FIG. 6A shows the side view of a mobile vehicle 38 equipped with an obstacle detection system (11, 111 or 211 of FIG. 1, FIG. 2, or FIG. 3). As illustrated, the mobile vehicle 38 has three transmitter modules 30, including a first transmitter module 31, a second transmitter module 33, and a third transmitter module 35. The first transmitter module 31 is separated from the second transmitter module 33 by a known (e.g., fixed vertical) distance; the second transmitter module 33 is separated from the third transmitter module 35 by a known (e.g., fixed vertical) distance.

As used herein, field of regard refers to a three dimensional volume in the direction of travel of a vehicle. The field of regard in a linear direction is defined spatially to be a window that is at least the width and the height (e.g., or another maximum transverse cross-section dimension) of the vehicle, each extended by a clearance safety factor. The depth or distance (which is designated dnear (40)) of the window forming the volumetric field of regard is defined by the vehicle stopping distance (e.g., minimum stopping distance or worst case stopping distance) plus a safety interval. On level terrain with a defined surface, the minimum vehicle stopping distance or worst case stopping distance depends upon at least the instantaneous speed and acceleration of the vehicle, unless a maximum speed and acceleration are assumed. The depth or distance (which is designated dfar (42)) is related to the maximum expected speed (or actual detected speed) of any oncoming mobile objects 16, the sampling rate of the obstacle detection system (e.g., 11, 111 or 211), the resolutions of the obstacle detection system, or any combination of the foregoing items.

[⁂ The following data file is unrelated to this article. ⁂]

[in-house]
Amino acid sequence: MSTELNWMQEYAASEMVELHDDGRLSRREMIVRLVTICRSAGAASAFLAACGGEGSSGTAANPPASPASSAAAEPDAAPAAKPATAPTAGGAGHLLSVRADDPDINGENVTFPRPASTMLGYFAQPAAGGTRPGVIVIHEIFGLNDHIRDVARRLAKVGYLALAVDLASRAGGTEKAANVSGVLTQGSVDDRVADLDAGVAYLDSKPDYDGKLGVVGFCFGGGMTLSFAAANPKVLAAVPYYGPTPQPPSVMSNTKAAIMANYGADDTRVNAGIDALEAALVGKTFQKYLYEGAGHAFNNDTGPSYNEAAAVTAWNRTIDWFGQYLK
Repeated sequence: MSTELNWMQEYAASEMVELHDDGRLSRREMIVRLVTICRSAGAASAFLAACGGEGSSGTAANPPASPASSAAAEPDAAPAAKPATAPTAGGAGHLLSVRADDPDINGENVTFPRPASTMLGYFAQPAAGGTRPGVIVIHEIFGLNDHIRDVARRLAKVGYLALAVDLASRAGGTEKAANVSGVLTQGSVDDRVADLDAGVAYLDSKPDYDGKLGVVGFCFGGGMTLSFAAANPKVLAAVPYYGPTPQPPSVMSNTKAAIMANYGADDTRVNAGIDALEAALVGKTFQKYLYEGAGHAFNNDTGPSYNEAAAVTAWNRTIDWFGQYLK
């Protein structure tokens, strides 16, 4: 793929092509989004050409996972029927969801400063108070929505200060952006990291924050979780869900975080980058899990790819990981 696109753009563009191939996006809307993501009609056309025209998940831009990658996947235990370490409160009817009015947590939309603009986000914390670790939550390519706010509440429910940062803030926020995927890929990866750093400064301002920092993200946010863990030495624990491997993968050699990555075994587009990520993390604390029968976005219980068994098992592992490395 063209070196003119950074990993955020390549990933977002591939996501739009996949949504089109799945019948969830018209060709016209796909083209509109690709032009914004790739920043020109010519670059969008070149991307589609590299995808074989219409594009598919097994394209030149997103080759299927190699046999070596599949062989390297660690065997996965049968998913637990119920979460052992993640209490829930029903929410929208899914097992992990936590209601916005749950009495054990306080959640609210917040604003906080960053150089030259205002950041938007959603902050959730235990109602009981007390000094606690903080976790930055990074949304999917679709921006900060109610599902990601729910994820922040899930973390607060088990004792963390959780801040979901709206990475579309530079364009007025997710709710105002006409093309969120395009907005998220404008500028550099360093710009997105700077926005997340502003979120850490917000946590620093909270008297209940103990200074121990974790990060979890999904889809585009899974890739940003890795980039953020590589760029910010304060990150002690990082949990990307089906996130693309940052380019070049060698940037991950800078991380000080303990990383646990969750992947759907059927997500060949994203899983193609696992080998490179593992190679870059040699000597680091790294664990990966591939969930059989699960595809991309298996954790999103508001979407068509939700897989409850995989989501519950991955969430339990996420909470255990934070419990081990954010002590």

In the illustrative example of FIG. 6A, a wall, fence, building side, or other vertical planar surface 355 is located a distance dfar (42) from a front side of the mobile vehicle 38. The aggregate radiation pattern 44 is used to detect an obstacle within a range or first zone from dnear (40) to dfar (42). However, if an obstacle is located between the vehicle and dnear (40), an auxiliary obstacle detector is used to detect the obstacle. For example, an ultrasonic obstacle detector may be used to detect an obstacle located in a second zone between the vehicle and dnear (40).

The transmitter modules 30 transmit an aggregate radiation pattern 44 that is composed of a first linear beam 91, a second linear beam 93, a third linear beam 95, a fourth linear beam 97, a fifth linear beam 98 and a sixth linear beam 99. Although six linear beams (91, 93, 95, 97, 98, and 99) are illustrated in FIG. 6A, it is understood that any number of linear beams may fall within the scope of the invention and that the actual number of linear beams may depend upon factors such as the smallest obstacle size to be detected, for example. In one embodiment, each linear beam has a transmission angle (θ) with respect to a horizontal plane or axis. However, in alternative embodiments the transmission angle of each linear beam may differ. In FIG. 6A, a primary beam pair 361 comprises a first linear beam 91 and a fourth linear beam 97; a secondary beam pair 359 comprises a second linear beam 93 and fifth linear beam 98, and a tertiary beam pair 357 comprises a third linear beam 95 and sixth linear beam 99. The primary beam pair 361 emanates from a common transmitter module 30; the secondary beam pair 359 originates from another common transmitter module 30, and the tertiary beam pair 357 emanates from yet another common transmitter module 30.